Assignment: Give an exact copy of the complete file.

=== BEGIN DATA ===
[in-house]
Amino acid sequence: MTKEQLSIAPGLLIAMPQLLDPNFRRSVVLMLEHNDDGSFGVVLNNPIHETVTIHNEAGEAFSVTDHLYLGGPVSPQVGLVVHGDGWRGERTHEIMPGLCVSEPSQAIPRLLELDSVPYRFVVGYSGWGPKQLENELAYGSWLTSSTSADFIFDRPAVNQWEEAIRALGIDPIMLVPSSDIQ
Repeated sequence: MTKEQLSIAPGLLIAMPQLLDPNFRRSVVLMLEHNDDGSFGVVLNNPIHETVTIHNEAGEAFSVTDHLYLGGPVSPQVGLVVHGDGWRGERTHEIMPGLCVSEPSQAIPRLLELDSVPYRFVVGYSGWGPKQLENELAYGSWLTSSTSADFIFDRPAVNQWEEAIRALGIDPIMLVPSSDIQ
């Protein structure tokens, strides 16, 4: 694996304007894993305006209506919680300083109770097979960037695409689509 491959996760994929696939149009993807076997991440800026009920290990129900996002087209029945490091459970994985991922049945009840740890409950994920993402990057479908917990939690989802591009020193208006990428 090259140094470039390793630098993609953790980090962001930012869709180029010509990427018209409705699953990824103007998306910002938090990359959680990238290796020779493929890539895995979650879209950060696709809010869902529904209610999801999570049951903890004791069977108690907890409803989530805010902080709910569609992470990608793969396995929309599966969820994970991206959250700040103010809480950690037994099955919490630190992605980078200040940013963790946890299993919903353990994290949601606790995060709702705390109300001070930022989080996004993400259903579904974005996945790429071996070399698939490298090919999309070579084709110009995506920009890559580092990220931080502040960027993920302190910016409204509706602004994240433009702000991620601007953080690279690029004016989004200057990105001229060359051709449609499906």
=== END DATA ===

[in-house]
Amino acid sequence: MTKEQLSIAPGLLIAMPQLLDPNFRRSVVLMLEHNDDGSFGVVLNNPIHETVTIHNEAGEAFSVTDHLYLGGPVSPQVGLVVHGDGWRGERTHEIMPGLCVSEPSQAIPRLLELDSVPYRFVVGYSGWGPKQLENELAYGSWLTSSTSADFIFDRPAVNQWEEAIRALGIDPIMLVPSSDIQ
Repeated sequence: MTKEQLSIAPGLLIAMPQLLDPNFRRSVVLMLEHNDDGSFGVVLNNPIHETVTIHNEAGEAFSVTDHLYLGGPVSPQVGLVVHGDGWRGERTHEIMPGLCVSEPSQAIPRLLELDSVPYRFVVGYSGWGPKQLENELAYGSWLTSSTSADFIFDRPAVNQWEEAIRALGIDPIMLVPSSDIQ
């Protein structure tokens, strides 16, 4: 694996304007894993305006209506919680300083109770097979960037695409689509 491959996760994929696939149009993807076997991440800026009920290990129900996002087209029945490091459970994985991922049945009840740890409950994920993402990057479908917990939690989802591009020193208006990428 090259140094470039390793630098993609953790980090962001930012869709180029010509990427018209409705699953990824103007998306910002938090990359959680990238290796020779493929890539895995979650879209950060696709809010869902529904209610999801999570049951903890004791069977108690907890409803989530805010902080709910569609992470990608793969396995929309599966969820994970991206959250700040103010809480950690037994099955919490630190992605980078200040940013963790946890299993919903353990994290949601606790995060709702705390109300001070930022989080996004993400259903579904974005996945790429071996070399698939490298090919999309070579084709110009995506920009890559580092990220931080502040960027993920302190910016409204509706602004994240433009702000991620601007953080690279690029004016989004200057990105001229060359051709449609499906």